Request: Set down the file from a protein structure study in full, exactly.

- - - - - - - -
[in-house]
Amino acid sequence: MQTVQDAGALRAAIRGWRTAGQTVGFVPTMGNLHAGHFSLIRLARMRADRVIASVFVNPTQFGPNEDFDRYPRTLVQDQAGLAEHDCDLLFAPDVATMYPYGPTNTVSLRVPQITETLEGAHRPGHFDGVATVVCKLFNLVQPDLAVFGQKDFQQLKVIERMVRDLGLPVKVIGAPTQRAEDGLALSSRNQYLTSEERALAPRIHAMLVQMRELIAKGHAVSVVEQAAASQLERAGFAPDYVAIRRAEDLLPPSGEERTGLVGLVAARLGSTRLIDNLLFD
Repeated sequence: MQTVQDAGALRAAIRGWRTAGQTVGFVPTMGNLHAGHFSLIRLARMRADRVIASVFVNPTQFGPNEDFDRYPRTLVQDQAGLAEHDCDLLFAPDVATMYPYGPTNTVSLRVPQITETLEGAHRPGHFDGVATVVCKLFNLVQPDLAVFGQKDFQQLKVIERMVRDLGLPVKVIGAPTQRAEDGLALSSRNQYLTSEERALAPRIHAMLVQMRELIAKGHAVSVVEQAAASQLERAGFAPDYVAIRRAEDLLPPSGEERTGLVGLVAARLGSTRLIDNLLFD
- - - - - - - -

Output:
[in-house]
Amino acid sequence: MQTVQDAGALRAAIRGWRTAGQTVGFVPTMGNLHAGHFSLIRLARMRADRVIASVFVNPTQFGPNEDFDRYPRTLVQDQAGLAEHDCDLLFAPDVATMYPYGPTNTVSLRVPQITETLEGAHRPGHFDGVATVVCKLFNLVQPDLAVFGQKDFQQLKVIERMVRDLGLPVKVIGAPTQRAEDGLALSSRNQYLTSEERALAPRIHAMLVQMRELIAKGHAVSVVEQAAASQLERAGFAPDYVAIRRAEDLLPPSGEERTGLVGLVAARLGSTRLIDNLLFD
Repeated sequence: MQTVQDAGALRAAIRGWRTAGQTVGFVPTMGNLHAGHFSLIRLARMRADRVIASVFVNPTQFGPNEDFDRYPRTLVQDQAGLAEHDCDLLFAPDVATMYPYGPTNTVSLRVPQITETLEGAHRPGHFDGVATVVCKLFNLVQPDLAVFGQKDFQQLKVIERMVRDLGLPVKVIGAPTQRAEDGLALSSRNQYLTSEERALAPRIHAMLVQMRELIAKGHAVSVVEQAAASQLERAGFAPDYVAIRRAEDLLPPSGEERTGLVGLVAARLGSTRLIDNLLFD